A primary school in Orange Farm, Johannesburg, has been temporarily closed because raw sewage was flowing into classrooms and clogged toilets, some riddled with maggots.
According to eNCA, Nomini Primary School’s drainage system was to blame. The stench and concerns for pupils’ health led to the closure of the school almost a week ago.
School governing body (SGB) member Mary Nkwanyana told eNCA that in rainy weather sewage rises in the corridors and seeps into classrooms.
“We can’t have this situation. How will they learn when there’s a foul smell? They are even scared to step inside the classroom and they don’t have a place to play anymore. The sewage is also close to the kitchen where food is prepared for the children.”
Parents interviewed at the school were visibly upset and asked for intervention from the Gauteng education department.
The ANC Youth League (ANCYL) in Orange Farm has threatened to march to the offices of Gauteng Education MEC Panyaza Lesufi over the situation, Jacaranda FM reported.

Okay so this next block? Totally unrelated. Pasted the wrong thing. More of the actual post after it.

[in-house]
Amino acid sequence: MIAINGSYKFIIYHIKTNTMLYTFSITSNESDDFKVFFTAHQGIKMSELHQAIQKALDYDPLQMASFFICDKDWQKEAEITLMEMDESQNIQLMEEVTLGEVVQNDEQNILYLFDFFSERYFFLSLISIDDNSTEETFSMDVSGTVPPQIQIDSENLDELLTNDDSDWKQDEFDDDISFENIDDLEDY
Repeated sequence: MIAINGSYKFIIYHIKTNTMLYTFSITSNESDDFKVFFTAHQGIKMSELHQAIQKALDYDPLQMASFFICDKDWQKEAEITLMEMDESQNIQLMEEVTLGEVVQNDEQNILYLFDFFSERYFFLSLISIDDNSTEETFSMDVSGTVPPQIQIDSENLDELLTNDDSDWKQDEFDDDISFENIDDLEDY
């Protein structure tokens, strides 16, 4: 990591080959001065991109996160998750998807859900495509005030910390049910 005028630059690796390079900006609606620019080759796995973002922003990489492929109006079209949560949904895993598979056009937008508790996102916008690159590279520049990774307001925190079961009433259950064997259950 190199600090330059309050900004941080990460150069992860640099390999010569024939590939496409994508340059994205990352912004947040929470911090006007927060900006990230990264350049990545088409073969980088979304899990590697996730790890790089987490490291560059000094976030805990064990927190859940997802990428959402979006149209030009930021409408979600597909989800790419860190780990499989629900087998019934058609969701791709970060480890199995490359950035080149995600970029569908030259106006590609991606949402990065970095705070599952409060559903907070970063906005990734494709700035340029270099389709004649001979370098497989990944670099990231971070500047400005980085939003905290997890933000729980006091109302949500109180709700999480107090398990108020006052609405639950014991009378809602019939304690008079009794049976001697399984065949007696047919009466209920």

The league’s Penuel Maduna, who was also a member of the education and health subcommittee at the ANC’s Joburg region, reportedly said the sewage crisis at the school went back as far as 2013.
In a letter to the education department dated February 12, that was shared online, the SGB wrote that the matter was reported to the district office and head office in October last year, but that nothing had been done.
The SGB then informed the department that the school would be closing “until the issue is given the serious attention it deserves”.
Gauteng education department spokesperson Steve Mabona told Jacaranda FM the issues of infrastructure at the school were identified last year. It was hoped that the school could pay for the repairs.
However, the department realised it was beyond the school’s means to fix the sewage spillage on its premises.
“[On Monday] the officials went to the school to conduct some assessments, but today [Tuesday] the processes of refurbishment, the process of fixing the problems will begin,” Mabona told Jacaranda FM.
In October last year, around 300 pupils at the same school fell ill and were treated for stomach cramps and vomiting after allegedly eating sweets from a local hawker, News24 reported.
– Compiled by Riaan Grobler